Published on February 19th, 2016 | by Steve Hanley
Techrules Electric Supercar With Turbine Range Extender Heads To Geneva
Just what the world needs — another electric supercar from a mysterious Chinese company no one has ever heard of. No, it’s not Faraday Future, Atieva, 2050 Motors, or NextEV this time. This company is called Techrules, and its ground-breaking, earth-shattering, never-seen-anything-like-it car is named the Turbine Recharging Electric Vehicle, or TREV. Supposedly, it will be unveiled at the Geneva Motor Show in March. For now, all we have to go on is this “Flight of the Valkyries” style logo.
Techrules is a new automotive research firm based in Beijing. Its stated goal is to “develop disruptive powertrain technologies,” according to Britain’s CAR magazine. It’s a subsidiary of TXR-S, which specializes in aerospace, high-tech materials, and biogas. The TREV may or may not be vaporware. We should know soon enough. The only information released so far says the car will have 1,030 hp — so much for those wimpy other cars that can only manage 1,000 horsepower! It’s stated range is 1,242 miles.
Gas turbine range extender engines have been tried in battery-powered cars before, most recently in the still-born Jaguar C-X75 concept that went public in Geneva six years ago. The idea makes sense, but the Jaguar was oh-my-god expensive at a time when the world was still in the grip of a global economic meltdown. Actually, the world is still in the grip of a global economic meltdown, although you would never know it, based on the number of supercars and megayachts begin produced.
Talk of gas turbines may seem like science fiction to some, but the company most actively promoting then today is Wrightspeed in San Francisco. It is headed by Ian Wright, one of the founders of Tesla Motors. Wright sold his shares in Tesla and went off to pursue his dream — electric garbage trucks. Sure, go ahead and snicker. How could anyone be so stupid as to walk away from one of the best investment opportunities of the 21st century?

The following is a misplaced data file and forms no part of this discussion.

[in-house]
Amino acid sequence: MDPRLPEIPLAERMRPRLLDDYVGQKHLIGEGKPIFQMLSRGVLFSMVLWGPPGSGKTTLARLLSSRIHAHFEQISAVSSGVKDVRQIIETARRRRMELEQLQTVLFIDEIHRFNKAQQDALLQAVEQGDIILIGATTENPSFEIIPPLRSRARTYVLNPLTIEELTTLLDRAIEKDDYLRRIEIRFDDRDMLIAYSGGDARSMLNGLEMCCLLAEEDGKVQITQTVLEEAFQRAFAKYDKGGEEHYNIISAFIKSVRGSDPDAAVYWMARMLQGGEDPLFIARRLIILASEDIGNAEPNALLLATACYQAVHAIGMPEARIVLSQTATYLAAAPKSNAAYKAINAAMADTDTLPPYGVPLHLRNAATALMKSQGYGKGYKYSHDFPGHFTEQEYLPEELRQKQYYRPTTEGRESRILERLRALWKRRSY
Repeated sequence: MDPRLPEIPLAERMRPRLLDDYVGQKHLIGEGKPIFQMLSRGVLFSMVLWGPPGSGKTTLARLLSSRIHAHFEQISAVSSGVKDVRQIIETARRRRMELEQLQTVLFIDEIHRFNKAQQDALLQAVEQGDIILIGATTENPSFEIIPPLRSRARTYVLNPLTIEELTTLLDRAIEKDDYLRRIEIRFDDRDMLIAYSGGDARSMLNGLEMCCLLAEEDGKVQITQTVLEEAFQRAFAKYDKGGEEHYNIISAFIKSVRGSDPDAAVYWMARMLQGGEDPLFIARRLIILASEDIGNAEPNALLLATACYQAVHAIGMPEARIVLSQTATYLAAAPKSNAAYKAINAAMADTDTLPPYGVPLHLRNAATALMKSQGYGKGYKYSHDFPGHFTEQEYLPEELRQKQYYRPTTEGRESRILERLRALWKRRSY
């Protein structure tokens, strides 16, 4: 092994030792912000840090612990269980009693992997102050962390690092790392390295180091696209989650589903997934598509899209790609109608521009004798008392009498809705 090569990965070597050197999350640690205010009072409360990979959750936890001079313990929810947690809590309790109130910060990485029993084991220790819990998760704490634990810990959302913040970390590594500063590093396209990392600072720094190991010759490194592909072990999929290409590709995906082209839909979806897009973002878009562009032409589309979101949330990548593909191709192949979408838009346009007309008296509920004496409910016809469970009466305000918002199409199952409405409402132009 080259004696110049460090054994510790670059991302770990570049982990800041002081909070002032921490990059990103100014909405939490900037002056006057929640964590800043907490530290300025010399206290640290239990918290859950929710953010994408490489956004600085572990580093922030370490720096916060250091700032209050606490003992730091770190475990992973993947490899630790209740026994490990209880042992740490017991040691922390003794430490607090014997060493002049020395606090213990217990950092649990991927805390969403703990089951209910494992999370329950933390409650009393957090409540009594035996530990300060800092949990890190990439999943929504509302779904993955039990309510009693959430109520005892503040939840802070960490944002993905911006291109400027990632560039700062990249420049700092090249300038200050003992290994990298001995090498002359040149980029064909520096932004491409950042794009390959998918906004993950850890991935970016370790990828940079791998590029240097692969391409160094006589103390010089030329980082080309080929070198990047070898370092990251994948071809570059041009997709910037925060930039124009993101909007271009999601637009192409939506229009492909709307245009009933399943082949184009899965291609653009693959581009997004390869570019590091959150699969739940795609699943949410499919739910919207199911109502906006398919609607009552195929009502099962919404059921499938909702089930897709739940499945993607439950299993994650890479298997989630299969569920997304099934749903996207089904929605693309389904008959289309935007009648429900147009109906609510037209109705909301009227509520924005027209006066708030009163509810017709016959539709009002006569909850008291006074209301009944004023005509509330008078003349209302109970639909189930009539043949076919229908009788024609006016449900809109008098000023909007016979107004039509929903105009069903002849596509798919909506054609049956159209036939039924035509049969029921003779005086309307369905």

Wright has no regrets. Like Musk, he sees electric vehicles as the cure for pollution-belching, fossil-fueled cars and trucks. But he thinks it is better to start by cleaning up heavy truck emissions first rather than building premium sedans for well-heeled venture capitalists, litigators, and investment bankers.
Wright and his team of engineers have developed a new, highly efficient gas turbine they call Fulcrum. It operates at a steady 100,000 rpm regardless of what speed the vehicle is at. Wright says Fulcrum is 30% more efficient than any other turbine and has three times the power output. It runs so clean it meets all of California’s rigorous emissions standards without a catalytic converter. It can run on diesel, CNG, LNG, landfill gases, biodiesel, kerosene, propane, heating oil, or any other combustible fuel.
Wright says each of his heavy-duty electric garbage trucks can save fleet operators up to half a million dollars in lower fuel and maintenance costs compared to a diesel-powered vehicle over its useful life. That’s the kind of economic argument fleet operators will find hard to ignore.
Will the new TREV turbines be similar to those Wrightspeed has developed? If so, they could signal a significant shift in plug-in hybrid technology while we wait for breakthroughs in batteries to reach production in a decade or so. The Wrightspeed Fulcrum weighs only 250 pounds. The Tesla 90 kWh battery weighs more than 1,200 lbs. What if an electric vehicle could have a range of over 300 miles with a battery that weighs only 600 lbs and a micro-turbine?
Techrules might be important not because it makes a car that can do the castle run in less than 12 parsecs but because it paves the way for electric cars that eliminate range anxiety completely. What an interesting prospect.